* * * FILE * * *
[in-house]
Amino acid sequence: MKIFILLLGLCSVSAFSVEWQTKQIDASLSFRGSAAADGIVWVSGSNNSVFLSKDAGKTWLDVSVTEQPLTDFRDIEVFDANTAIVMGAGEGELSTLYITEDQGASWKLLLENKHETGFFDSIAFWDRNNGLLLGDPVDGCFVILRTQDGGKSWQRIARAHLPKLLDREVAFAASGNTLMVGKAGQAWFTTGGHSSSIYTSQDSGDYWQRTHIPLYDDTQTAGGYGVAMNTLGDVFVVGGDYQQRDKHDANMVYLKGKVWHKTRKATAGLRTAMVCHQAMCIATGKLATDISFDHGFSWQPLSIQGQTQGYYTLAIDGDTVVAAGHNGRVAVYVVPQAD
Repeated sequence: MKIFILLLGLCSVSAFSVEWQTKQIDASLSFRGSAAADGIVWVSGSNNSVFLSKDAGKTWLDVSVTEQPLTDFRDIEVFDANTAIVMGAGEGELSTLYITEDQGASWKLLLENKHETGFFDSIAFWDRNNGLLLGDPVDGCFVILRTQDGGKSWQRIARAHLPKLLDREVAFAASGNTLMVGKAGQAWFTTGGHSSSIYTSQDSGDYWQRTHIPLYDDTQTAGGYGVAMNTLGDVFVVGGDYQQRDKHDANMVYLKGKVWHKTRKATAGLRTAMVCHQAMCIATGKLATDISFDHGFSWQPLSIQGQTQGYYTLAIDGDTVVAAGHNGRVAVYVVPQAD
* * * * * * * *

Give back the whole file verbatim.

[in-house]
Amino acid sequence: MKIFILLLGLCSVSAFSVEWQTKQIDASLSFRGSAAADGIVWVSGSNNSVFLSKDAGKTWLDVSVTEQPLTDFRDIEVFDANTAIVMGAGEGELSTLYITEDQGASWKLLLENKHETGFFDSIAFWDRNNGLLLGDPVDGCFVILRTQDGGKSWQRIARAHLPKLLDREVAFAASGNTLMVGKAGQAWFTTGGHSSSIYTSQDSGDYWQRTHIPLYDDTQTAGGYGVAMNTLGDVFVVGGDYQQRDKHDANMVYLKGKVWHKTRKATAGLRTAMVCHQAMCIATGKLATDISFDHGFSWQPLSIQGQTQGYYTLAIDGDTVVAAGHNGRVAVYVVPQAD
Repeated sequence: MKIFILLLGLCSVSAFSVEWQTKQIDASLSFRGSAAADGIVWVSGSNNSVFLSKDAGKTWLDVSVTEQPLTDFRDIEVFDANTAIVMGAGEGELSTLYITEDQGASWKLLLENKHETGFFDSIAFWDRNNGLLLGDPVDGCFVILRTQDGGKSWQRIARAHLPKLLDREVAFAASGNTLMVGKAGQAWFTTGGHSSSIYTSQDSGDYWQRTHIPLYDDTQTAGGYGVAMNTLGDVFVVGGDYQQRDKHDANMVYLKGKVWHKTRKATAGLRTAMVCHQAMCIATGKLATDISFDHGFSWQPLSIQGQTQGYYTLAIDGDTVVAAGHNGRVAVYVVPQAD